Former real-estate developer Tarsem Gill wants to withdraw guilty pleas, claiming he was suffering from depression and anxiety

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FORMER real-estate developer Tarsem Gill who had suddenly entered guilty pleas on two counts of fraud in the B.C. Supreme Court last May, now claims he was suffering from depression and anxiety at the time and has filed an application to withdraw those pleas.

Psychologist Dr. Hugues Herve testified that Gill had been suicidal during that time and that his wife discovered a suicide note he had written and intervened to stop him from jumping off a bridge, The Province newspaper reported.

Gill’s latest lawyer, Kevin McCullough, told the B.C. Supreme Court that Herve’s evidence was to show what his client’s mental state was at the time of the pleas and he was not suggesting that he was mentally unfit at the time of the pleas.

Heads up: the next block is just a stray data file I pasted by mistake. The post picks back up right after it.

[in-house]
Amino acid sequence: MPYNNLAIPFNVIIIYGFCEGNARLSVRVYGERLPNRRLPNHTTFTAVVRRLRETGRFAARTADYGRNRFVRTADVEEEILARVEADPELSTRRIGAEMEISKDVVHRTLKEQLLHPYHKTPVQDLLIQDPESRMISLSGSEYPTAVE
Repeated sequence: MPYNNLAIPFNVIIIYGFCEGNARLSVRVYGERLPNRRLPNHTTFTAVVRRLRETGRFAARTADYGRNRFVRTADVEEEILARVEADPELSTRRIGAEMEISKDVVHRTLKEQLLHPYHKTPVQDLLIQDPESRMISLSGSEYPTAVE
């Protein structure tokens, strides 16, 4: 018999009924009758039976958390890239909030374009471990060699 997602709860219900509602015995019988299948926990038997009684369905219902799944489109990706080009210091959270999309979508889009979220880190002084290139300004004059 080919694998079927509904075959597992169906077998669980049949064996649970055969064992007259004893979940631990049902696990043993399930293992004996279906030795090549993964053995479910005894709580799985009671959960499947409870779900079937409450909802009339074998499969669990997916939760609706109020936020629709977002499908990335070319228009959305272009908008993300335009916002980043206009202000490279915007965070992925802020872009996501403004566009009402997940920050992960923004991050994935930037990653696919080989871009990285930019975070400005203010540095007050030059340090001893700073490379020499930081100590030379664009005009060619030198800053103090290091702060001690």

JUST a year ago, the third lawyer for former real-estate developer Tarsem Singh Gill withdrew. Robert Doran told B.C. Supreme Court that he wanted to withdraw as lawyer for Gill for ethical concerns and nonpayment of legal fees. Gill told the court that he had to apply for legal aid.

In 2011, Gill fired his lawyer David Crossin and hired lawyer Ian Donaldson. In 2012, Gill fired Donaldson and hired Doran.

Gill and his lawyer Martin Wirick allegedly ripped off homeowners and financial institutions of some $40 million. Gill pleaded not guilty in the scheme that was uncovered back in 2002. The RCMP and Vancouver Police investigated the matter and charges were finally laid in 2008. Wirick pleaded guilty the following year and received a seven-year jail term.

But last May, Gill suddenly entered guilty pleas on two counts of fraud in the B.C. Supreme Court just when his trial was to have begun.

Gill’s lawyer at the time, Jason Mann, requested the judge to postpone sentencing until early 2014 mainly because his daughter was getting married in February.

Owners of as many as 77 different properties were impacted by the mortgage scam. The Law Society of B.C. paid out almost $40 million to the victims.